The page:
Euro zone bond yields edge down, France in focus after regional elections –

* Euro zone periphery govt bond yields

LONDON, June 28 (Reuters) – Euro zone bond yields edged down on Monday, with news that France’s far right failed to win a single region in weekend elections bringing some relief to French bond investors.

Sunday’s vote in the southern Provence-Alpes-Cote d’Azur had been seen as the far right Rassemblement National (RN) party’s best opportunity to secure its first ever regional power base, but other parties united to keep it out.

The results, while depriving RN leader Marine Le Pen of a chance to show her party is fit for power ahead of next year’s presidential election, also showed no wins for the party of French President Emmanuel Macron.

France’s 10-year bond yield fell almost 2 basis points to 0.18%, with the gap over German Bund yields tightening a touch to 34 basis points (bps) versus 35 bps late on Friday.

“I do see a small tightening of French bonds versus Germany this morning, nothing out of the ordinary,” said ING senior rates strategist Antoine Bouvet.

He said one reason could be that the results confirmed a poor showing for the far right hinted at in the first round, and that “decent results” for the centre right Les Républicains suggested a three – rather than two – horse race at next April’s presidential election.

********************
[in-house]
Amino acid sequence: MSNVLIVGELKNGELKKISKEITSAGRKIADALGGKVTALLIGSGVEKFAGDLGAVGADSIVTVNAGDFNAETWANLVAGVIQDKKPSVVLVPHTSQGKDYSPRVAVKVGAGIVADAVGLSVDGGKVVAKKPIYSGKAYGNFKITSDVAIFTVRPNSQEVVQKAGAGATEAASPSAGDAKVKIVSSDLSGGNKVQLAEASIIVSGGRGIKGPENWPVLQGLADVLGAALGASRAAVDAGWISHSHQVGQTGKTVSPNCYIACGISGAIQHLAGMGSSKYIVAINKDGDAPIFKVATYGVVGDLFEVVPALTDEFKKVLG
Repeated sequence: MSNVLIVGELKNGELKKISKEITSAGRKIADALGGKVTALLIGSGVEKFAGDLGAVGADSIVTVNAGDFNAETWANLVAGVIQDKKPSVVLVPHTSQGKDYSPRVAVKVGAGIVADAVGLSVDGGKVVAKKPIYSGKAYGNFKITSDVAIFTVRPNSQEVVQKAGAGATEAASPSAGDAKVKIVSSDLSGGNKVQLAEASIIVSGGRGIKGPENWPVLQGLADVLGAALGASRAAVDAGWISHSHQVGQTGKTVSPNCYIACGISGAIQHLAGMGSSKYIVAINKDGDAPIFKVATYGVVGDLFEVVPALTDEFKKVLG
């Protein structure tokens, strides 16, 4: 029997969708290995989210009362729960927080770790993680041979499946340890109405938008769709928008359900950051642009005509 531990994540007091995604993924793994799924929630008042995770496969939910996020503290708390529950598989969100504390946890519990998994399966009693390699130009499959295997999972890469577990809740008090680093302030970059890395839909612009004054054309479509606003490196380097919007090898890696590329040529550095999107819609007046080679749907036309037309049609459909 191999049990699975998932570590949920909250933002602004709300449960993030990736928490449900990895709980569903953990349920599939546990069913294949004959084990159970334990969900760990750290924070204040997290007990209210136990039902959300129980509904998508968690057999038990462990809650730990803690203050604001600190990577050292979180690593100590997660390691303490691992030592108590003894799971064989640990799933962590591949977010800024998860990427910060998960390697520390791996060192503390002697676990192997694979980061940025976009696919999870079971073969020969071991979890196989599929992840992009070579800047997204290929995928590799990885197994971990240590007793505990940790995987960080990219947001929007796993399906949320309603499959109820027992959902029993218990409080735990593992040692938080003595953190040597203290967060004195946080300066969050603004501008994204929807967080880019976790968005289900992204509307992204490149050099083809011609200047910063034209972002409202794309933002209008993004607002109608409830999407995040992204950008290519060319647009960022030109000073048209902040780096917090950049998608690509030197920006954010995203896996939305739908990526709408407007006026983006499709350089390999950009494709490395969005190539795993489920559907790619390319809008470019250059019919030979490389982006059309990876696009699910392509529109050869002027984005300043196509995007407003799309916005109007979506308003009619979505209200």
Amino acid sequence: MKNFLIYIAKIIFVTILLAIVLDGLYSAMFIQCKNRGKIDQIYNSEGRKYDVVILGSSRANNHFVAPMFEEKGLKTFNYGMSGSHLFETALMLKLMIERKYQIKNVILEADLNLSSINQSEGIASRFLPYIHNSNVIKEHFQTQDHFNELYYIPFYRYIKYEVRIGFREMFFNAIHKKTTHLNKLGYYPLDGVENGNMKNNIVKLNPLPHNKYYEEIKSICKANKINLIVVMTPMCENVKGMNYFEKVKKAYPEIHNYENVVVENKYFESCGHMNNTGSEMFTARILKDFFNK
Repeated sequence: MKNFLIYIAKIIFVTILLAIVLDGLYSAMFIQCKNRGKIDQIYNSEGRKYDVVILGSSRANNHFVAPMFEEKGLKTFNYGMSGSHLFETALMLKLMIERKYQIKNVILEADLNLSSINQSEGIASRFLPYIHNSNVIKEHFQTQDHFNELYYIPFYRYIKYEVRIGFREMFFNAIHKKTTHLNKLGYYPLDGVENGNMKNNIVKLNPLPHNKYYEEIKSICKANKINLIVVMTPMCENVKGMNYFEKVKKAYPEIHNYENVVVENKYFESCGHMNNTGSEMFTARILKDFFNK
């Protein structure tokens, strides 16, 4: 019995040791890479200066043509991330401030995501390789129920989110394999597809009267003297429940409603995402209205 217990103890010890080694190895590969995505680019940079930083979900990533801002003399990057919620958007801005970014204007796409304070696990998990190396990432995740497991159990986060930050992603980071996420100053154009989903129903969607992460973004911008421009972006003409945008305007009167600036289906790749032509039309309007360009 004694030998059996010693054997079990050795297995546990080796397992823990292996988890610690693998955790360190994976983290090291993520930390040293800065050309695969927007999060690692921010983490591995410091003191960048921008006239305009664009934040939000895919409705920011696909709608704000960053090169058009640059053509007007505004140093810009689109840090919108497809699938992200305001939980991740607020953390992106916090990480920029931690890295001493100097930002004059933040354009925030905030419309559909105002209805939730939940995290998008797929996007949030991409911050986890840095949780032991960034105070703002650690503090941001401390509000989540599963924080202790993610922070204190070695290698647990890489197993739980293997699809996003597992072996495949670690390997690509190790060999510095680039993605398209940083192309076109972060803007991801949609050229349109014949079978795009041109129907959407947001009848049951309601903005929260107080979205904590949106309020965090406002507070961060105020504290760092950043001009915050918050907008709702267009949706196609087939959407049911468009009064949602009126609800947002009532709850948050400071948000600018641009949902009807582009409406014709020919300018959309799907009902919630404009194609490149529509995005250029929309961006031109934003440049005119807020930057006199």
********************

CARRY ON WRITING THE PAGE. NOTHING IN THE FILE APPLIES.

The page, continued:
“This could mean two centrists making it to the run off, or this could mean a further splitting of centrist votes that would favour Le Pen,” Bovet said.

“I am tempted to lean towards the more optimistic interpretation but it is hard to draw firm conclusions, and the lack of market reaction suggests that I’m not the only one.”

Most 10-year bond yields were slightly lower as investors looked ahead to this week’s flash euro zone inflation numbers and the U.S. non-farm payrolls report.

Germany’s benchmark 10-year Bund yield was a basis point lower at around -0.21%.

Jacob Nell, head of European economics at Morgan Stanley, said he expected a slow grind higher in bond yields, led by U.S. Treasuries.

“In Europe, where we see lower inflation a dovish ECB (European Central Bank) that continues to buy bonds, yields will follow the U.S. higher to a lesser degree,” he said.

A hefty week for bond supply could put some upward pressure on bond yields.

According to ING, more than 30 billion euros ($36 billion)of scheduled supply is possible from Belgium, Italy, Spain and France. Analysts said the highlight was further issuance from the European Union to fund the bloc’s recovery fund.

($1 = 0.8376 euros)

(Reporting by Dhara Ranasinghe Editing by Kirsten Donovan and Mark Potter)